Military Law

Suspect in Afghan Civilian Attacks Was Previously Accused in Stockbroker Fraud

The Army staff sergeant suspected of killing 16 Afghan civilians was once accused of stockbroker fraud, resulting in a finding of liability by an arbitrator for the Financial Industry Regulatory Authority.

Robert Bales has been described as a gregarious man who was once the captain of his football team, the Los Angeles Times reports. He was married, with two children. But before he joined the military, Bales was an Ohio stockbroker banned from trading after he failed to pay the arbitration award against him and other traders, according to the New York Times and the Washington Post.

The New York Times says a FINRA arbitration panel ordered Bales and several traders to pay more than $1.2 million in 2003, while the Post says an arbitrator ordered Bales and the owner of the firm that employed him to pay $1.4 million, about half of it punitive damages. According to the Post, Bales had been accused of churning the retirement account of an elderly Ohio client to increase his commissions, replacing valuable stocks with penny stocks.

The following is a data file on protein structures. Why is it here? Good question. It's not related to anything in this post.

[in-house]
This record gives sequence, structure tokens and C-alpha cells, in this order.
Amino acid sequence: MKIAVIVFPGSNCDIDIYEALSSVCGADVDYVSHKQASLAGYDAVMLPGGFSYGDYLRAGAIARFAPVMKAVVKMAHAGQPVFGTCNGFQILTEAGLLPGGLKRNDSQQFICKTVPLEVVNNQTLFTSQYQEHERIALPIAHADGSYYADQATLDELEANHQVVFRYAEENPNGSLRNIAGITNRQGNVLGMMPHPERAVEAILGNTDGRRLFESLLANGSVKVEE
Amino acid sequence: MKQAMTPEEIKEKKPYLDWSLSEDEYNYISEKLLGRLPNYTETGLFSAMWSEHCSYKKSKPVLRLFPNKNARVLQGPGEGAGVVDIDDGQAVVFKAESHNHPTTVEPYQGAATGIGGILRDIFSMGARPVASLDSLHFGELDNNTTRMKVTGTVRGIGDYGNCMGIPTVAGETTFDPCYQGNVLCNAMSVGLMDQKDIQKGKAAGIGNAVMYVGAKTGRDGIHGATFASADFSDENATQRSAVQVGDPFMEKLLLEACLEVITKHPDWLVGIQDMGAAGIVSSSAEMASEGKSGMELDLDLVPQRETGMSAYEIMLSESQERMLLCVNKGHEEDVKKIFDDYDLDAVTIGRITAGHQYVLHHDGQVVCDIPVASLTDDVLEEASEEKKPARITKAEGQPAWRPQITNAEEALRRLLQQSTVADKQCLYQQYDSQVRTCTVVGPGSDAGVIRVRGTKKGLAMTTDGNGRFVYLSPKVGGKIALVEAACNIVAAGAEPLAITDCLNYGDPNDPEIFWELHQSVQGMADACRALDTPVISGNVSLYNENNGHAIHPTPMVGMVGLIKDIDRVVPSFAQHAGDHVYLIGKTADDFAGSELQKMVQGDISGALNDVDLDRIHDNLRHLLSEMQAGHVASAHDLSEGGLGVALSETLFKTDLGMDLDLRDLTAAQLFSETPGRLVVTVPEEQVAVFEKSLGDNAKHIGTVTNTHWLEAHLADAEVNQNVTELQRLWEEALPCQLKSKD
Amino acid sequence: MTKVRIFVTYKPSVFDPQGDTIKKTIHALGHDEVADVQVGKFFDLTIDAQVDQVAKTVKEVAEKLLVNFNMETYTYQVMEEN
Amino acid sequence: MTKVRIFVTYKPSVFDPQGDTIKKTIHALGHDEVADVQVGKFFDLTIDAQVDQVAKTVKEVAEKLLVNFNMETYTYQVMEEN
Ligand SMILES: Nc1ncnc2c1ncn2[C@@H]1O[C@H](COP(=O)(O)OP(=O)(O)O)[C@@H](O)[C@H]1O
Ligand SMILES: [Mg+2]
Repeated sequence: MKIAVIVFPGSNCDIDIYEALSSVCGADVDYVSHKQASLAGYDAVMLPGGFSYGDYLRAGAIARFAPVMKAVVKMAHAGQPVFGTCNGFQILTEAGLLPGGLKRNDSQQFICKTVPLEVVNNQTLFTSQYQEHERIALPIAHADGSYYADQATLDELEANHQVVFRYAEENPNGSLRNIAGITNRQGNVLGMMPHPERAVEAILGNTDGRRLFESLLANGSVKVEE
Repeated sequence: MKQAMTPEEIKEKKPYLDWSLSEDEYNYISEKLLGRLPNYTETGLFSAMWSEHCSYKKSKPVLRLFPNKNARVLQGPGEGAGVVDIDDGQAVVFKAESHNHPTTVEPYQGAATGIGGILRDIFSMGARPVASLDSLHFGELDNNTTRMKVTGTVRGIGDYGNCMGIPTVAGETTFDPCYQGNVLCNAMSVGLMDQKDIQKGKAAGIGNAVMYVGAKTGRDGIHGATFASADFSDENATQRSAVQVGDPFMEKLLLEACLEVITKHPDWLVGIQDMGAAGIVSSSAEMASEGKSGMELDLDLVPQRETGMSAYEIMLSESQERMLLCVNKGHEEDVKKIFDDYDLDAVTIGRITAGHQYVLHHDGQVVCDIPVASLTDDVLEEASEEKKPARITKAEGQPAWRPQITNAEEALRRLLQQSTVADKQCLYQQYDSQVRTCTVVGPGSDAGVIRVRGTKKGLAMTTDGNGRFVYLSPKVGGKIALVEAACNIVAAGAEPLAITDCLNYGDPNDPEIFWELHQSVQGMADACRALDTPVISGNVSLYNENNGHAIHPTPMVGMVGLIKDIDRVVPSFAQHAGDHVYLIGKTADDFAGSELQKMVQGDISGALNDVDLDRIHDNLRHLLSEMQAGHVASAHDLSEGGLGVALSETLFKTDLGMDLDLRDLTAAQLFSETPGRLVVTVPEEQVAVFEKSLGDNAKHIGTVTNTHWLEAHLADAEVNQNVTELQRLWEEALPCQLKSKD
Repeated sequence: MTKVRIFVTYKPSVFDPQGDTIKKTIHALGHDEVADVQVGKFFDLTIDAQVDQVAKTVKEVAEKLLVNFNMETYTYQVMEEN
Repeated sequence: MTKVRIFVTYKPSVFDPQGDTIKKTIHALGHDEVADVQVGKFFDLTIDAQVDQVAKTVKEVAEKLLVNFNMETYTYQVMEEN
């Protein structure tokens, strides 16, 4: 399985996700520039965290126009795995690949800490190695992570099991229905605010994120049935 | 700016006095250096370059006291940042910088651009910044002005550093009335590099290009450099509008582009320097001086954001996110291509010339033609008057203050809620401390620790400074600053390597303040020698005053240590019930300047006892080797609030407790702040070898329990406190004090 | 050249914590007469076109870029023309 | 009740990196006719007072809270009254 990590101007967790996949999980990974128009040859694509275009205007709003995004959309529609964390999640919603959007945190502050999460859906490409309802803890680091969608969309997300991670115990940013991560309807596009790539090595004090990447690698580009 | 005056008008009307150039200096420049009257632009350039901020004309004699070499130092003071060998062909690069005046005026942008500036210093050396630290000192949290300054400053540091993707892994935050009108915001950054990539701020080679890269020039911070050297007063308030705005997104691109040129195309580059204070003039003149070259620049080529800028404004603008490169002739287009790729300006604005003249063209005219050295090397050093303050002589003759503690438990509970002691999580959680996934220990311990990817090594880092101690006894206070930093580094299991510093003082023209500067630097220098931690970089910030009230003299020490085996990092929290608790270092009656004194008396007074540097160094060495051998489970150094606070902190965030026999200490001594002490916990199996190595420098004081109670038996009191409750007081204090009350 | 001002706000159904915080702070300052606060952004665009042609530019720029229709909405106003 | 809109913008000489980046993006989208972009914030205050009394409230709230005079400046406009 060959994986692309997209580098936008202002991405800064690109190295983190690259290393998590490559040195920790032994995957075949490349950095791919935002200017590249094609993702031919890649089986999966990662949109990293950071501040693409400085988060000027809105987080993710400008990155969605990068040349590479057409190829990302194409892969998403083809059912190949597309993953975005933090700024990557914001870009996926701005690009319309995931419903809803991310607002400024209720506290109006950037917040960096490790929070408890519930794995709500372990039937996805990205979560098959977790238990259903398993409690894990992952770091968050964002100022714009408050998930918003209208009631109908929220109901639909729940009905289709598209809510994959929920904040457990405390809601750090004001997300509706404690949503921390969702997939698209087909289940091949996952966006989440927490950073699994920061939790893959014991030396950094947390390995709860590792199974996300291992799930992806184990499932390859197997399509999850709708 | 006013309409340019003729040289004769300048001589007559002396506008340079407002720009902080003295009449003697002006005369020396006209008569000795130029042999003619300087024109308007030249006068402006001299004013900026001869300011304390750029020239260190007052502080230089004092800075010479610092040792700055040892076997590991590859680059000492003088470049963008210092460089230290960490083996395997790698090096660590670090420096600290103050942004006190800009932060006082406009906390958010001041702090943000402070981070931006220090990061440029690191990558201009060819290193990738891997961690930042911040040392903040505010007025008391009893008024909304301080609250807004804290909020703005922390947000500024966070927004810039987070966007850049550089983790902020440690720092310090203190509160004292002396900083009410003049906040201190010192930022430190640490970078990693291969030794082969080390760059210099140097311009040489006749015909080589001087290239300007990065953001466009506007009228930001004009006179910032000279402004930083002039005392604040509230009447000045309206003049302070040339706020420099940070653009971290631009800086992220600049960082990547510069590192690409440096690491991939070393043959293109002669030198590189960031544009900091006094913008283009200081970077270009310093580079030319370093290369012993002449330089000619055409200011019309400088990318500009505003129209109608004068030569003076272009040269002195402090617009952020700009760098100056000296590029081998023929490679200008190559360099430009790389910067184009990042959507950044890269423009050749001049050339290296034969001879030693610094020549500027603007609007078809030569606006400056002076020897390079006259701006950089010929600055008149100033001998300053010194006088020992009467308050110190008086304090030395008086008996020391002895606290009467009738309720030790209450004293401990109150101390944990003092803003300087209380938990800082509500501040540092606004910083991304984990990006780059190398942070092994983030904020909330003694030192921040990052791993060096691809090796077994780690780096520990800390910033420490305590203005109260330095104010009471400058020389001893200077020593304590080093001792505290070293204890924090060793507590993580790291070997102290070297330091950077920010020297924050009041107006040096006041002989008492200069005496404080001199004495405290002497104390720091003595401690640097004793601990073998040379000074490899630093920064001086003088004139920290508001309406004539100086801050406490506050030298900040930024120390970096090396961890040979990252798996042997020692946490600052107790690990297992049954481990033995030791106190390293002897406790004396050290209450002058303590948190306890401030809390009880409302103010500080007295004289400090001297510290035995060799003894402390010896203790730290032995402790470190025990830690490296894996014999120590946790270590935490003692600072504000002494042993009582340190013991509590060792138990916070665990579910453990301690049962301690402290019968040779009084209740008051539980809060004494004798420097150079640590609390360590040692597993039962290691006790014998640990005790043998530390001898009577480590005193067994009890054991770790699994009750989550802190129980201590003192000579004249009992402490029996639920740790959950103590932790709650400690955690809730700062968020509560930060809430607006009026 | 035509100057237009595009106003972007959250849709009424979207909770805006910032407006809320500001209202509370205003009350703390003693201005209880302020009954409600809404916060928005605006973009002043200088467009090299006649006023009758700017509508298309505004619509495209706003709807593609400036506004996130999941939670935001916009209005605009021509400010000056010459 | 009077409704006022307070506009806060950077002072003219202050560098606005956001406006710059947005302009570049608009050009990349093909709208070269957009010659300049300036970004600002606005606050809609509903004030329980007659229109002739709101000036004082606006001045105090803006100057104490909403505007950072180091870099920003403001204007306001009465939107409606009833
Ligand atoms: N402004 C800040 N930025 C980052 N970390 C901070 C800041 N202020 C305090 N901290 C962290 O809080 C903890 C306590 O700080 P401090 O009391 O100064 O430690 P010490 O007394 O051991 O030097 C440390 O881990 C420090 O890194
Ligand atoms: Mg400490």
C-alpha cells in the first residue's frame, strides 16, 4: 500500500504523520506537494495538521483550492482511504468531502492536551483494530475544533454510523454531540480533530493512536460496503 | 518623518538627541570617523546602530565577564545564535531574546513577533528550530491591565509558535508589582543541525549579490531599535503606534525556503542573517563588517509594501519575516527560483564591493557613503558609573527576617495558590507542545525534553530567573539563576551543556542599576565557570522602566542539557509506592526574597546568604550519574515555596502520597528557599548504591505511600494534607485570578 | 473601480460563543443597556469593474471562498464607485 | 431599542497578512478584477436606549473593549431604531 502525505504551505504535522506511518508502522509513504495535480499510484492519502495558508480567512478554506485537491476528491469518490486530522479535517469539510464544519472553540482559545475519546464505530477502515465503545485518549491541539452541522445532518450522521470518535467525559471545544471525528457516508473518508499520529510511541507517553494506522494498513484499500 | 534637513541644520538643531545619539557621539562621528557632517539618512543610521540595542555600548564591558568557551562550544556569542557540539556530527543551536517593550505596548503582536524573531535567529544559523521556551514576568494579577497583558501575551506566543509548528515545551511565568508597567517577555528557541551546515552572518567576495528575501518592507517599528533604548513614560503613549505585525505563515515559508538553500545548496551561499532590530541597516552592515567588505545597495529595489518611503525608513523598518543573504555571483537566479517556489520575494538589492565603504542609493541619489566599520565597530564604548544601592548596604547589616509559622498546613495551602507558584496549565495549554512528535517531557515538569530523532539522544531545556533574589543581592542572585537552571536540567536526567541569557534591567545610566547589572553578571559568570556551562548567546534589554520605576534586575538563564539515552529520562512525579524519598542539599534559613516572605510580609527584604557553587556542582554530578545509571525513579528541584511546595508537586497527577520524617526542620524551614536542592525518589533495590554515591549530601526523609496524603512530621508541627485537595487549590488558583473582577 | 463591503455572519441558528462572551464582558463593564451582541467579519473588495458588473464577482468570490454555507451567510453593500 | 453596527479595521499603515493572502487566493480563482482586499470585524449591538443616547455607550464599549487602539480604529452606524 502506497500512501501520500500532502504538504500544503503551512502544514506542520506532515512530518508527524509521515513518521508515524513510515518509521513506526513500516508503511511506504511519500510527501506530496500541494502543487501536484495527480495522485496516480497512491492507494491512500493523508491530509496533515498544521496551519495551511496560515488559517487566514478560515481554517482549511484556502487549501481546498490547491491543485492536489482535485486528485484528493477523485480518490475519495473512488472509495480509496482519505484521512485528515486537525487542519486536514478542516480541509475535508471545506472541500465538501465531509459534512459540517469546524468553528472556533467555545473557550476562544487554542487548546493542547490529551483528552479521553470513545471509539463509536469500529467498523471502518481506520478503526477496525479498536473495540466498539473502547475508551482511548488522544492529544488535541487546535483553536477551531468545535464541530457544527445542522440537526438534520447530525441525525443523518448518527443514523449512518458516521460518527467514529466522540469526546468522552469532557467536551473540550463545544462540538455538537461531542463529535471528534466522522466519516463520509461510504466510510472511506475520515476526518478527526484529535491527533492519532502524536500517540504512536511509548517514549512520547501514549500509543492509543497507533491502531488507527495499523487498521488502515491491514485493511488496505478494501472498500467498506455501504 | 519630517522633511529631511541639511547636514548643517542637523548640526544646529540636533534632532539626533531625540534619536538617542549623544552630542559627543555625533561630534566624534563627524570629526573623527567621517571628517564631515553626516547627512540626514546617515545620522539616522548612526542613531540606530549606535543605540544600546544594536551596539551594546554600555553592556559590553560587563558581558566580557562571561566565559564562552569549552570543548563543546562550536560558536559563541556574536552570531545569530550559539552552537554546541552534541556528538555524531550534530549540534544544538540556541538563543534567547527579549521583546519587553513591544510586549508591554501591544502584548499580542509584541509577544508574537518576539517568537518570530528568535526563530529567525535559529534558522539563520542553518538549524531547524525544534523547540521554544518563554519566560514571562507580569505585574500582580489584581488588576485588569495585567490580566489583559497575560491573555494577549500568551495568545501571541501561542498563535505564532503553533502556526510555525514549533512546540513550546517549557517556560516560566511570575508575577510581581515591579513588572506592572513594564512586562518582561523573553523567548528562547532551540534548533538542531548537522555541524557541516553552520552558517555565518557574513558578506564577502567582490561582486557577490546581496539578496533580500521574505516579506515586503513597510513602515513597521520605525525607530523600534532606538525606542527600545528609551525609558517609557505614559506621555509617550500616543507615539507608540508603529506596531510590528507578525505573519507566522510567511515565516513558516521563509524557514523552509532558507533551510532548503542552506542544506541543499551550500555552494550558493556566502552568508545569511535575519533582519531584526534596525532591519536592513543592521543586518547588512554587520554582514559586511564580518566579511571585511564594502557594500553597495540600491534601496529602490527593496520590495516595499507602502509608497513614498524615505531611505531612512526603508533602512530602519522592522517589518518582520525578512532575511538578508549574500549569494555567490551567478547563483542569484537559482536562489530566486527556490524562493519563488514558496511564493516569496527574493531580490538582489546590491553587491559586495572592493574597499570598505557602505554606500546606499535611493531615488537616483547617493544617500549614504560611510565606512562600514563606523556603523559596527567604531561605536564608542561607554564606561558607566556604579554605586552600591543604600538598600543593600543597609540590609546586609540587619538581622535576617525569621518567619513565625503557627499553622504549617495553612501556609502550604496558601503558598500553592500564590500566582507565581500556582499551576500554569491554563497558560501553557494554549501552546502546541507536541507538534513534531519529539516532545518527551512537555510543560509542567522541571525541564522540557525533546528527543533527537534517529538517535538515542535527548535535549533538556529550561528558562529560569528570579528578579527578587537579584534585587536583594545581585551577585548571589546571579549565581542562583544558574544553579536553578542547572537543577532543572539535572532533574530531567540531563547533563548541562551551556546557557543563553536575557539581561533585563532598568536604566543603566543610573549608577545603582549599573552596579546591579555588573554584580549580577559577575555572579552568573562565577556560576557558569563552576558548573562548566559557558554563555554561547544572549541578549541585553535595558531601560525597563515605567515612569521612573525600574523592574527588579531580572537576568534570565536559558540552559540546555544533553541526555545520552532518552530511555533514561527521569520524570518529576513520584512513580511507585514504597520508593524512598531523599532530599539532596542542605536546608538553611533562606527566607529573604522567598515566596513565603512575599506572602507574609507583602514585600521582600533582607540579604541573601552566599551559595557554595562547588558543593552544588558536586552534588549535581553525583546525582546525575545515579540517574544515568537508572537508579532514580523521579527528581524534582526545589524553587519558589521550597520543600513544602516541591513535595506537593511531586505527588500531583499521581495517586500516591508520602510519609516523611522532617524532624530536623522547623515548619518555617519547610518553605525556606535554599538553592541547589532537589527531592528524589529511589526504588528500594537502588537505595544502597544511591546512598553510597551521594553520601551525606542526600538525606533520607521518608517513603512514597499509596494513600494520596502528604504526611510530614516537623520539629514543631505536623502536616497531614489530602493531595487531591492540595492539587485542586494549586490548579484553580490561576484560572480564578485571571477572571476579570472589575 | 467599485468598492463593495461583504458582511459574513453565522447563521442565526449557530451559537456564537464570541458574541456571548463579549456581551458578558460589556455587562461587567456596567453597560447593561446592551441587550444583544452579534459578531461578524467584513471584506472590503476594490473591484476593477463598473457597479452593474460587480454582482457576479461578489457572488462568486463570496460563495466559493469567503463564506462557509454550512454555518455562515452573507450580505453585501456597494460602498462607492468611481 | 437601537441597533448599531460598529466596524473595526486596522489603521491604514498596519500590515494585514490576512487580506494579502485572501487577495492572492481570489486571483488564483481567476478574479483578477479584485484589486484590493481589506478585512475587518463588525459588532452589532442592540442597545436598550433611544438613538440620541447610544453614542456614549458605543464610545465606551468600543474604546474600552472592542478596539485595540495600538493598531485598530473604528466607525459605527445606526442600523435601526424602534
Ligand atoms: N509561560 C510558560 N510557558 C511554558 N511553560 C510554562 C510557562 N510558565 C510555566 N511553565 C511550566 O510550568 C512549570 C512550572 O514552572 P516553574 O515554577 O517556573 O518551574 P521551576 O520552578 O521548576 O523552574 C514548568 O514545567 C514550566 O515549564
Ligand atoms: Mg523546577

After his stockbroker work, Bales moved to Florida and started an investment company with his brother. The Los Angeles Times says he made more than $100,000 a year as an investment adviser and owned an oceanfront condo. He enlisted in the Army after the Sept. 11 attacks.

Bales’ lawyer, John Henry Browne, says his client has little memory of the attacks, the Associated Press reports.

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